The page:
We will not be Slaves to Lad Culture

With cases of sexual harassment being recently reported at Slaves, Drenge and Foals performances, Alex Smith explores the wider issue of lad culture

7th December 2015

“Putting your hands all over any women without her permission is not on at any sort of concert. Going as far as putting your hand up her skirt forcing her to leave the venue and go home, ruining her night, is disgusting.” – Slaves, on the Cardiff gig (15th November)

Brought to their attention after their gig in Cardiff Students Union on the 15th of November, Slaves were informed of reports of sexual harassment during the performance, prompting this response on their Facebook page. Slaves however, are not the first band to bring this sort of thing to light. Foals and Drenge have also both recently commented on sexual harassment at their gigs, calling it out on social media and requesting victims inform them, or security.

It seems the fallout from university-centred lad culture is attacking music venues and gigs. In general, the relationship between gigs and universities is strong. Many students unions hold events, such as the Slaves example in question, and many attendees are usually of typical University age. In the last few years Dapper Laughs inspired groups of lads can be seen popping up all over campuses, prompting many questions about the situation in the media and even focus on the issue from the government.

The question is, why has there been such a rise of it occurring in music venues recently? Perhaps lad culture has spread so far that, like the aforementioned Dapper Laughs, many have half-heartedly reformed in the wake of a focus on Feminist values. This has possibly led to under-the-surface sexism and in the close proximity of a gig venue many men think they can get away with it. Of course it is not just limited to women, yet these are the vast number of cases reported.

Alternatively, perhaps harassment at gigs is starting to be focused on as an actual issue. Whereas before it would have been seen as collateral damage of attending a gig, people are starting take notice. It can no longer be dismissed as “oh there’s not enough space” or “they were just pushed into you”.  With a more responsive attitude from bands, this has definitely helped the case.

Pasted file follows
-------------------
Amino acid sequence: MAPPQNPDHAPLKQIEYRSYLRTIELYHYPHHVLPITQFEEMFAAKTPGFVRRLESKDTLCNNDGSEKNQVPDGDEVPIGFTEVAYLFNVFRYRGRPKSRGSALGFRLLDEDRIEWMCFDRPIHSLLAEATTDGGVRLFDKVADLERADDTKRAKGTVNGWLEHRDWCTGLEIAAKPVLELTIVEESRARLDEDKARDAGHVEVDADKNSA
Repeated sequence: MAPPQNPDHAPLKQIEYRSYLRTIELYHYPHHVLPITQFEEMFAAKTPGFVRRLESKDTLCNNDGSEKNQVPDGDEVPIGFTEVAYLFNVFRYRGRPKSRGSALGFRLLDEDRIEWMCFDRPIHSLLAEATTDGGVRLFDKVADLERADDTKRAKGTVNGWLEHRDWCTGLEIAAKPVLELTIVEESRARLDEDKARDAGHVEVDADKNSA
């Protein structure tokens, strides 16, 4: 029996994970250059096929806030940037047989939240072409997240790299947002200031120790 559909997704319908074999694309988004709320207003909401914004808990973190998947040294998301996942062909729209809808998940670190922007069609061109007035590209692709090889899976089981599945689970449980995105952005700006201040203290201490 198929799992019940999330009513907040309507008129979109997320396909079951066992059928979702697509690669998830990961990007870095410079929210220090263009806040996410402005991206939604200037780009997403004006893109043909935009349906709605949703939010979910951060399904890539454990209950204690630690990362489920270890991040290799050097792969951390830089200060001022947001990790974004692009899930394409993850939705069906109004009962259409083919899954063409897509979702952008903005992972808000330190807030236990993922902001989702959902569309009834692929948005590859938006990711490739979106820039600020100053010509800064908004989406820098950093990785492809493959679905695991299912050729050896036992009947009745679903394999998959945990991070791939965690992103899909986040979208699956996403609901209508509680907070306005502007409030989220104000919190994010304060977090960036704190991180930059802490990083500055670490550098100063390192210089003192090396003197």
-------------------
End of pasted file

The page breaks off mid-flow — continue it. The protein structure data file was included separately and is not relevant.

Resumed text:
Perhaps lad culture has spread so far that, like the aforementioned Dapper Laughs, many have half-heartedly reformed in the wake of a focus on Feminist values

More than likely however, is that it is a combination of both of the above. Whatever the reasons, this deplorable act has been countered head-on by a group of five teenage girls called Girls Against.  Despite being relatively new, the group have amassed a great amount of support, hitting 6,500 followers on Twitter and the support of many acts such as Peace, whose gigs have similarly suffered this kind of harassment.

As well as being active online, they attend gigs, talk to people queuing for gigs and give out merchandise to promote their cause. All of this help shows girls, who may just brush off gig-related harassment, that it is a real issue and should be taken seriously. With rapid expansion occurring, Girls Against’s current goal is to eradicate sexual harassment at all gigs. Slaves have joined this cause wholeheartedly and have vowed to help end groping where they see it.

In the words of Peace frontman Harry Koisser- If you think this is ok then please I beg you do not go to gigs.

Alex Smith

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